The continuing labor shortage is forcing companies to be creative and aggressive in recruiting employees. Some new approaches to hiring can help you snag and keep top talent.

See "Better Than the Average Question"

When it comes to hiring, it’s a jungle out there. Unemployment rates are at record lows, and companies are scrambling for talent. Not only is it taking longer to fill positions, but the costs of hiring have skyrocketed. Make a hiring mistake and be prepared to pay even more: The estimated cost of a bad hire ranges from 1.5 to 5 times the departing person’s salary.

The job market for accounting and financial professionals is particularly good. "Every quarter we survey 1,400 CFOs about their hiring expectations. Generally speaking, there has been a steady, strong demand for accountants at all levels," according to Lynn Taylor, vice president and director of research for Robert Half International, a professional staffing firm in Menlo Park, Calif.

What do candidates want? "In terms of compensation, there is a continual increase in the requests for performance-based compensation including bonuses and stock options. Perhaps 10 years ago, you would have had only CFOs asking about that, whereas now, especially in Silicon Valley, there are accountants at all managerial levels making those inquiries," Taylor states. However, she quickly adds, "It used to be that compensation was everything, but the most interesting shift that we have seen is an interest in corporate culture: It has risen to the highest visibility level."

When asked to define corporate culture, Taylor provides a diversified list of components: length of the workday and weekend work, flexible hours and/or telecommuting, style of management (participatory or dictatorial), educational opportunities and availability of mentoring programs. A recent survey by Robert Half International looked at the most important line of questioning by job candidates in interviews. The results, says Taylor, showed "that corporate culture rivaled benefits in terms of importance." She contends, "It’s a pretty major finding when a candidate is talking about medical benefits and a casual dress code in the same sentence."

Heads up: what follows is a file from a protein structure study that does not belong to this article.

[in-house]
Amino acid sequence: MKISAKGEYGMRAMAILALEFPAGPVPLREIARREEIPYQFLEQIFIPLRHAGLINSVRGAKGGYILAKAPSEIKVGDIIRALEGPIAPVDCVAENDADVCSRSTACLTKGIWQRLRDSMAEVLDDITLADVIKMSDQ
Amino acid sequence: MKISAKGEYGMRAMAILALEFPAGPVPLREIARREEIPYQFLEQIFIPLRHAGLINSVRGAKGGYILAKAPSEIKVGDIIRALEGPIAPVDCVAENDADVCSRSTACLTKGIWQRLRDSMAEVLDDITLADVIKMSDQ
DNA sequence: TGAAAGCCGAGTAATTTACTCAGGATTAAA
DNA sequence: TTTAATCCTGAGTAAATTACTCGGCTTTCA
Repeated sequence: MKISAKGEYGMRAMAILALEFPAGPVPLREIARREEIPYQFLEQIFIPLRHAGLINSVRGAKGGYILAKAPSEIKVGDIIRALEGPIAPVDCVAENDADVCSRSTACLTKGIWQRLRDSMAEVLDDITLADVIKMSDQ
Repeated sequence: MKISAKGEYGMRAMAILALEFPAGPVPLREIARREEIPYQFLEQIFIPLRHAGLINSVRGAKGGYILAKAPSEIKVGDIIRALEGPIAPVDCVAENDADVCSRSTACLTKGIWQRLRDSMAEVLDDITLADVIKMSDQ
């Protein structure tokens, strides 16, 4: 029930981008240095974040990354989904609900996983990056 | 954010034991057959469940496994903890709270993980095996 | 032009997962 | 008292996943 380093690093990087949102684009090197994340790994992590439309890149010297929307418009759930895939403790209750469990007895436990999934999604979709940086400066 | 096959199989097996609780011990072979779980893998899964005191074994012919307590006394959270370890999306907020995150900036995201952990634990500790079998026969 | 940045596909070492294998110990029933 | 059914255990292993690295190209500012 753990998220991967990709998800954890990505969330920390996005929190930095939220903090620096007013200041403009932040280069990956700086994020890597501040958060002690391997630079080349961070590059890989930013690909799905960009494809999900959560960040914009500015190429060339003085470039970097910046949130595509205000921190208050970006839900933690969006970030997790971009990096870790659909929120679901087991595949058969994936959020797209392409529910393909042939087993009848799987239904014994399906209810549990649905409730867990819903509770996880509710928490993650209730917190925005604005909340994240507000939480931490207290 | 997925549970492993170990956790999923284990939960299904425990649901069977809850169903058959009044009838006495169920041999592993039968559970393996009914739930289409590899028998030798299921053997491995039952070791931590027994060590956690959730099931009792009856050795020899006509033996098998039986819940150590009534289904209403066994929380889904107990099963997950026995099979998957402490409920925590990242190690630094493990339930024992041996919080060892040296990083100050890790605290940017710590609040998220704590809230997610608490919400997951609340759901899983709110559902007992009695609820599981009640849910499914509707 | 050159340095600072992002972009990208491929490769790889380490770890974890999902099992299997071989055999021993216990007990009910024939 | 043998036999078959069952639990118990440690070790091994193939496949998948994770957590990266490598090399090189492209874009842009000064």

Recruiting Makeovers

About 70 percent of American companies have altered their hiring and selection process over the last 10 years in order to stem the tide of endless bulk recruitment. Here are just a few of the actions companies can take to find the right hire:

  • Cast the widest net possible. Gone are the days of simply using newspaper ads to attract candidates. Dr. Pierre Mornell, author of "45 Effective Ways for Hiring Smart" (Ten Speed Press, 1998), says, "Let a wide range of people know that you’re looking for candidates: friends, colleagues, consultants, professional associates, board members, ex-employees, even family members, as well as search firms and trade groups." Other methods include postings on Internet job sites or on a company’s Web site, company open houses, and local job fairs. Campus recruiting is a staple for many companies, and there has been a dramatic increase in internship programs, in an effort to win collegiate loyalty before graduation.